Difficult times ahead for Welsh leisure centres
Paul Dancey on 17/10/2012
The Welsh Local Government Association has warned that Leisure centre provision across Wales will fall as councils struggle with budget cuts that are likely to continue through to 2021.
The report shows how spending on public services in Wales is set to face a hugely challenging future following the spending cuts and reforms proposed by the UK Government.
With per person spending having already fallen by 8.4% in real terms since its peak in 2009−10, and future forecasts predicting a further reduction of any where between 1.5% and 18% by 2021, the Welsh Local Government Association has warned that the country's Olympic legacy could be put under threat as authorities are forced to cut leisure provision in order to protect key services like education, care and waste management.
Councillor Aaron Shotton, WLGA Deputy Leader and Spokesperson for Finance and Resources said: "While every local council in Wales is already feeling the squeeze when it comes to protecting vital public services, this report highlights how over three quarters of the cuts to spending on public services are yet to come. The cuts and the pressures on local government finances are only just beginning, and the long-term financial future of local government in Wales is challenging."
Figures, obtained by the BBC under the Freedom of Information Act, show around £4m has been cut from leisure centre budgets this year compared to 2011/12.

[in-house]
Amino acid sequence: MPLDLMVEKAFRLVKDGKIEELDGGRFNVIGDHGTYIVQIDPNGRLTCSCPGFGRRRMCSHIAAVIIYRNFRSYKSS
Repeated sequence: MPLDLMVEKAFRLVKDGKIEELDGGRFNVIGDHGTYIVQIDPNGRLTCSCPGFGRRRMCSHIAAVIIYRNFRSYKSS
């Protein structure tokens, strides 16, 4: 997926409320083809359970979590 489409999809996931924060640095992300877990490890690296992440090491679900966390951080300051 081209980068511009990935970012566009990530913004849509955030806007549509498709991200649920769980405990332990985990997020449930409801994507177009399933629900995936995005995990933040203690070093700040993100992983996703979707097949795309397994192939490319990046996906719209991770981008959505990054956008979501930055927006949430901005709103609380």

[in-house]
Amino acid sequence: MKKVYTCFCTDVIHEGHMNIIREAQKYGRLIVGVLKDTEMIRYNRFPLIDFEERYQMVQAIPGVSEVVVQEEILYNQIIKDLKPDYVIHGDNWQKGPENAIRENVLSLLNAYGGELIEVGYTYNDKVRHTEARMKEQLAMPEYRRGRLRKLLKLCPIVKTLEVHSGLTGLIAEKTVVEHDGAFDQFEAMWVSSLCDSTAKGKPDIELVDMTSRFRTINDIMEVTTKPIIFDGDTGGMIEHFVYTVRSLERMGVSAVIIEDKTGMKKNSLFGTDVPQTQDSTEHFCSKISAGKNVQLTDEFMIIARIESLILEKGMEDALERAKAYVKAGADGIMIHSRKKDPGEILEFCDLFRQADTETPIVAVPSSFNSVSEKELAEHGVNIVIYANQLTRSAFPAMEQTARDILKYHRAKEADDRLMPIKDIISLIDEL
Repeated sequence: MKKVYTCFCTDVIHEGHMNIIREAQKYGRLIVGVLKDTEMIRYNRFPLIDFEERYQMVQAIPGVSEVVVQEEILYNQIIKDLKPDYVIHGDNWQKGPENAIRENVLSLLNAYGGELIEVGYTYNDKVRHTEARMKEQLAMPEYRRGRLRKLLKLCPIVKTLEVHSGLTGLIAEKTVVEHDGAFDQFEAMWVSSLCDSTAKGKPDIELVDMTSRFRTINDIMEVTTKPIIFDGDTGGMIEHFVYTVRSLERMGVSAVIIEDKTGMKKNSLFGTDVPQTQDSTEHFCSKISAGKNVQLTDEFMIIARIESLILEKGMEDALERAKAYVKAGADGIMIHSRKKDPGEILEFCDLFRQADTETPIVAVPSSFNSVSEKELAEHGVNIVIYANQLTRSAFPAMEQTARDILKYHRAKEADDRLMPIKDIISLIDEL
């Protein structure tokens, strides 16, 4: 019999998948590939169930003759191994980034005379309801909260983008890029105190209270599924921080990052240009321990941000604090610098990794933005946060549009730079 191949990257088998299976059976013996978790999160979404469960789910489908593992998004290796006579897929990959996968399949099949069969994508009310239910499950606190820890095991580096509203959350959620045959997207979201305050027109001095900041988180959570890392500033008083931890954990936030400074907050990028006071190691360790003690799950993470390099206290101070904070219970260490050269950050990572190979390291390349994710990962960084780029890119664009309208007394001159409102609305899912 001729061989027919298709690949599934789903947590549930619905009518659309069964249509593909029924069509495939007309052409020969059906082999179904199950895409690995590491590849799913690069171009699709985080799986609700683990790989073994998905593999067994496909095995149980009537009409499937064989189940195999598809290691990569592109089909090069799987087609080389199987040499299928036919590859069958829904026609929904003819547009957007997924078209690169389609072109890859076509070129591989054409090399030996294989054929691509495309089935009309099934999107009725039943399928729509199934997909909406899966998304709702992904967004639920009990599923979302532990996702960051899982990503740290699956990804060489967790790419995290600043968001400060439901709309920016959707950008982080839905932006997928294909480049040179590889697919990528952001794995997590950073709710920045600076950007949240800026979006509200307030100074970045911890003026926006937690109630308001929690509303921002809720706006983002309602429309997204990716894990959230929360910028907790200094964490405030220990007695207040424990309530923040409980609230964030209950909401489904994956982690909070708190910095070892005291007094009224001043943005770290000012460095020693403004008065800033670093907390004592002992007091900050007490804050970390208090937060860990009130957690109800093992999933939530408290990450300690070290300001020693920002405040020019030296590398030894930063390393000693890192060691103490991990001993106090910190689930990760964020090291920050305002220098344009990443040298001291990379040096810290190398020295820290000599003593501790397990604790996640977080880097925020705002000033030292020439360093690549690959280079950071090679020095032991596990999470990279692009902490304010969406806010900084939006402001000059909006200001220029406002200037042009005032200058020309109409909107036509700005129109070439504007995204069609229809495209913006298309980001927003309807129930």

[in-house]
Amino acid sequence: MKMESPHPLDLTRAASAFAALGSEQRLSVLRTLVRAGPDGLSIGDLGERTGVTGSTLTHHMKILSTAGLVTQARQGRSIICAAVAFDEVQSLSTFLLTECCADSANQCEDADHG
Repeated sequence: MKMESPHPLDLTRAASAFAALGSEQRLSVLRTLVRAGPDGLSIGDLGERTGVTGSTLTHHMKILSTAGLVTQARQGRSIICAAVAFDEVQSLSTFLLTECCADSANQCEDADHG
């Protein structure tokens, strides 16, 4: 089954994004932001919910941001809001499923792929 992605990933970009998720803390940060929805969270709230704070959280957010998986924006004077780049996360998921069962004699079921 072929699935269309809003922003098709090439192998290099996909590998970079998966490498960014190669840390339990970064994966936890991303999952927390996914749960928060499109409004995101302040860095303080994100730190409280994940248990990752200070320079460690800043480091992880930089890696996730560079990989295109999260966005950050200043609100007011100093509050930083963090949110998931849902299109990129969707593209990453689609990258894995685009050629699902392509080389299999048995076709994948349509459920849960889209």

The Welsh Government has confirmed that the majority of funding they provide to local government in Wales is not ring fenced, and that it is up to each authority to make its own budget decisions. Adding that: "The Welsh government is committed to capitalising on the increased interest in sport as a result of the Olympic and Paralympic Games and is working achieve this."
But with funding to local authorities being cut at the same time as they are being told to protect education and social services, its clear that non mandatory services, like Leisure centre provision, are likely to be hit hard in the current financial climate.
WLGA Chief Executive Steve Thomas said: "It's great to be caught up in the euphoria of the Olympics but the problem is over time these cuts will outlive the Olympic legacy.
"Leisure budgets will come under huge pressure. We'd love to see the current level of provision maintained. Do I think that's possible? No."
Anne Ellis, Welsh Sports Association Chair, has described the funding changes as "a false economy in the long term".
She said: "If we are to gain the maximum impact of the Olympics, we have to have places that are accessible and affordable.
"Leisure centres are an integral part of where people can go to do a variety of exercises - indoor, outdoor, water sports, fitness centres.
"It's essential that we increase cooperation between local authorities and sports club to develop this multi-sports model."
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